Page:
The place where I grew up consists of a cluster of 12 villages and they share the same language but each village has their own accents and dialects. I code-switch From my language and Nepali all the time. When I was little I used to speak Nepali I had my accent which was often mocked by others.  I am more fluent in Nepali than my own mother tongue because I grew up mostly in a city where people do not speak my but speak Nepali and their own language.

Serena

Diglossia is a term that I am exposed to almost everyday. Despite being from a diverse city and growing up in a predominantly black/hispanic neighborhood, the way that I speak English is still seen as anything but good. Though I haven’t witnessed or experienced first-hand the way people discriminate against AAVE, it’s all over the internet and on mainstream media. Today, AAVE is seen as both “Gen Z slang” and “Twitter stan language”, when other non-black people speak it, then AAVE is used because it’s trendy. Once the hype of using it dies down, it no longer is “funny” and becomes “overused” which is still a negative correlation to the dialect, as people are essentially mocking it. The dialect has always been correlated with us as “ghetto”, and many of us have been looked at as less than intelligent for speaking it. This discrimination actively prevents us from attaining good jobs and this judgement has cause us to use “code-switching”. By speaking “proper” we are seen as equals in the eyes of others (others being white people), and we are given access to more opportunities that should have already been available regardless of how we speak. This greatly diminishes the value of our dialect and may lead some to abandon it all together. 

Danielle Gibson

An example of diglossia that I could relate to is from my mother’s dialect and my family history because my family is from the Island of Dominica. It is one of the Caribbean Islands between Martinque and Guadeloupe that was colonized by both the French and the British. In Dominica, English is the official language or the main language that is spoken. It is the only language that is taught in schools, however many other languages are considered low languages and are often spoken among the people more casually. For example, my mother learned Dominican Creole among the villagers and she spoke it with her family sometimes.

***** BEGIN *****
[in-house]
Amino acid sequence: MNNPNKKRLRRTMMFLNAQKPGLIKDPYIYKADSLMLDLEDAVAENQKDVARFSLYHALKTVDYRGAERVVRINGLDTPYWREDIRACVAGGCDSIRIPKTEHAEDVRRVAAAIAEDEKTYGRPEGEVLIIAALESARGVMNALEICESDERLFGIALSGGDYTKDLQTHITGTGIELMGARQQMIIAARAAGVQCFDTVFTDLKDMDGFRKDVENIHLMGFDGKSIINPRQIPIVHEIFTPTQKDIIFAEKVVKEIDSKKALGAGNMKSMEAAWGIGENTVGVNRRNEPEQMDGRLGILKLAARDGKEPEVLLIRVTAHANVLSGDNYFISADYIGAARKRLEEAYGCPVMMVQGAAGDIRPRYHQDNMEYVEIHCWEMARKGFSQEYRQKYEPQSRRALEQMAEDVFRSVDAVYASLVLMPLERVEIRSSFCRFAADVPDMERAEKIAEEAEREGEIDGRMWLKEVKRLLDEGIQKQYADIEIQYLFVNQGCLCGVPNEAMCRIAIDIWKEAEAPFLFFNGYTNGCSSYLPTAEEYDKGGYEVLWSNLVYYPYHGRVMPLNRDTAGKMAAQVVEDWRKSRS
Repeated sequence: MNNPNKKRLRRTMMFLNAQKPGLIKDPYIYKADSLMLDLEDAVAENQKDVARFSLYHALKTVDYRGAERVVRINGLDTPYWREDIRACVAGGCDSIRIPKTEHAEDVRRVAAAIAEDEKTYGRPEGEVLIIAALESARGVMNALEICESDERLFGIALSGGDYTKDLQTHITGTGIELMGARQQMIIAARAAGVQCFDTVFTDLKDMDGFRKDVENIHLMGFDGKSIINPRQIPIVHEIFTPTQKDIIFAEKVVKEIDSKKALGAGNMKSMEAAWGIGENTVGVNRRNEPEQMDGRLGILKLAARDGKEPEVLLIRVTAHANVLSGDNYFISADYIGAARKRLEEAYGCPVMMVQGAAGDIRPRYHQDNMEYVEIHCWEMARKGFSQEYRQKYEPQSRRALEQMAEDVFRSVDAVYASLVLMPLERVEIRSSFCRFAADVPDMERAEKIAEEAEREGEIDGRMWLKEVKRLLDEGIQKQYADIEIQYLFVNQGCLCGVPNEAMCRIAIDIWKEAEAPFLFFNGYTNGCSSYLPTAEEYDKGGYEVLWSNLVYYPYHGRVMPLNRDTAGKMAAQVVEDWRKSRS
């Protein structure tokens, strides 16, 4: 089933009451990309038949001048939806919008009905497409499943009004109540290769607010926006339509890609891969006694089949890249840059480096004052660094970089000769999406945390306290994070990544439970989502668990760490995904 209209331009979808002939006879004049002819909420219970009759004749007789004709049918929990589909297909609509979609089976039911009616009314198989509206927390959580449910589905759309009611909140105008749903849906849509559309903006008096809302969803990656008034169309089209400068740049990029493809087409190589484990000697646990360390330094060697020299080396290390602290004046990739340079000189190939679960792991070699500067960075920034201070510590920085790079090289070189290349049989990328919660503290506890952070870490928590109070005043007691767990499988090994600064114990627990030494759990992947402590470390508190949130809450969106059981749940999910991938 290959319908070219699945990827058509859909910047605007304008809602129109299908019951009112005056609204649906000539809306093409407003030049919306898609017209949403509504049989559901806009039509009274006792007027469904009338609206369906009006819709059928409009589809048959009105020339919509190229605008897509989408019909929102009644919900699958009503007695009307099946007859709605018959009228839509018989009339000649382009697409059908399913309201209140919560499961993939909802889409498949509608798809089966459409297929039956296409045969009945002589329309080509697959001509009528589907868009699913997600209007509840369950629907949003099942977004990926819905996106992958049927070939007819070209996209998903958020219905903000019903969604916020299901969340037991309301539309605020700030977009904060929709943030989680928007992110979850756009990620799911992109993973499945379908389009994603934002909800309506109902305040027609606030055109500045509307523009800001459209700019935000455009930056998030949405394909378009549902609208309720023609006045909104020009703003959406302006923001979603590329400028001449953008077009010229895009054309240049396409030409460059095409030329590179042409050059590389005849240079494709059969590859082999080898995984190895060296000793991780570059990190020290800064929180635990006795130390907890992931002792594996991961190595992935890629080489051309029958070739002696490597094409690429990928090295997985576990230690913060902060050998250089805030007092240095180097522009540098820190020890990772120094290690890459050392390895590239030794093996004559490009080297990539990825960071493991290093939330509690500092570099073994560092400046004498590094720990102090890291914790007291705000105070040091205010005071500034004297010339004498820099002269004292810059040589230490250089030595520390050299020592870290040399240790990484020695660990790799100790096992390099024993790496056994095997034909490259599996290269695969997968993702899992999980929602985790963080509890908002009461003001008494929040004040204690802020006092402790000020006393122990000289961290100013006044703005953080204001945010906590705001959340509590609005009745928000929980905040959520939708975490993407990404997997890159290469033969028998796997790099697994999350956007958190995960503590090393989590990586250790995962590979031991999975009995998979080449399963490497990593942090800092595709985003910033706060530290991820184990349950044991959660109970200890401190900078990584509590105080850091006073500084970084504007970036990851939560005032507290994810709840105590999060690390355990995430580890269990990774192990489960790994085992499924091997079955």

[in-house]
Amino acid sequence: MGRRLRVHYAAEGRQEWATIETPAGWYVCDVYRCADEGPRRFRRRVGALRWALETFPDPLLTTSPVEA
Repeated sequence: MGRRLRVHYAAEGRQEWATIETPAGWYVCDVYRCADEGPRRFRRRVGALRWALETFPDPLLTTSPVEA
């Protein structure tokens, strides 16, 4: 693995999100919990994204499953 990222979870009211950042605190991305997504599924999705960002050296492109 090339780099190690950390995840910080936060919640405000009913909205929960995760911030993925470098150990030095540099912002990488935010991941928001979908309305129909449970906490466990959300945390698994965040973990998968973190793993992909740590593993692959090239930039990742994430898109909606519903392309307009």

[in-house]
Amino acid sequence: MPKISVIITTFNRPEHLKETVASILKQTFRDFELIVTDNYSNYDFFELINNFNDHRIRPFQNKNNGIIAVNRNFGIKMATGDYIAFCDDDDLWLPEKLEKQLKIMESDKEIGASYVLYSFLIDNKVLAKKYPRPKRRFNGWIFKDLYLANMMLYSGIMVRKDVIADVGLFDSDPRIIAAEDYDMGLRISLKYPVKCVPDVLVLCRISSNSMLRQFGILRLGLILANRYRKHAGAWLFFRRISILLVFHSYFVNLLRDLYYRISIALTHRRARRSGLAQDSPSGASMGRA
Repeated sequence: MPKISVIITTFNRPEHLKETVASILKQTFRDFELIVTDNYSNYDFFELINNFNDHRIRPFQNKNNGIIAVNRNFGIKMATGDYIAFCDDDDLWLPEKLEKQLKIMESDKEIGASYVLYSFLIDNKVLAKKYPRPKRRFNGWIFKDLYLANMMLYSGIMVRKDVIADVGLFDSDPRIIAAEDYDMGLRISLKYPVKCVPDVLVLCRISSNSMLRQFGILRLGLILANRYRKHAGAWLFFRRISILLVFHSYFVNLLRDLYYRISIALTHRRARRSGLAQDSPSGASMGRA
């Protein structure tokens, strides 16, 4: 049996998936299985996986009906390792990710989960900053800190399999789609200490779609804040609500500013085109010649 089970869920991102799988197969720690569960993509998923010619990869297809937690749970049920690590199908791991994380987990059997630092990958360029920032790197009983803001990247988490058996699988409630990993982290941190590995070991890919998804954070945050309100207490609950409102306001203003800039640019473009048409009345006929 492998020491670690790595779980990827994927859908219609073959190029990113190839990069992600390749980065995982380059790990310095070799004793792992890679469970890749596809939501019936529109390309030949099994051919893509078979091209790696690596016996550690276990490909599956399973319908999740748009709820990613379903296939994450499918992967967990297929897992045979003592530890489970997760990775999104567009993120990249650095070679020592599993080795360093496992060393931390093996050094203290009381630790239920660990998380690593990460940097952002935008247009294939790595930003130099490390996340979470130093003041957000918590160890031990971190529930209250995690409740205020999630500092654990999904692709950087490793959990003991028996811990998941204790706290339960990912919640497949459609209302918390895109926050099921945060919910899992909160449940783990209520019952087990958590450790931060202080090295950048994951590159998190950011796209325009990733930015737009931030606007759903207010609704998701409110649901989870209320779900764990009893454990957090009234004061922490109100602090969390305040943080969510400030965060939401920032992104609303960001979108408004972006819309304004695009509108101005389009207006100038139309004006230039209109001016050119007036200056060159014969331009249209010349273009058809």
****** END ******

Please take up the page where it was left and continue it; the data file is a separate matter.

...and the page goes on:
Over generations, less and less people have taught their children Creole because they wanted them to learn the English.  However, many Dominicans are making the effort to keep the Creole dialect alive because it is wrong to consider any language as inferior to another. 

Conclusion:

    Diglossia exists in every country, since different groups in the countries have a couple of different languages. All languages are not treated equally. Some are considered a high language and some considered a low language. There is a hierarchy between high language and low language.There are stereotypes and stigma attached to low language. If one speaks a low language in public one is considered illiterate or not smart enough. Oftentimes because of these prejudices  people from low language communities are forced to speak mostly the high language which often cause one to forget or lose their own mother tongue. This experience is similar to people in Hawaii who speak Pidgin and are forced to speak ‘standard English’ instead of Pidgin.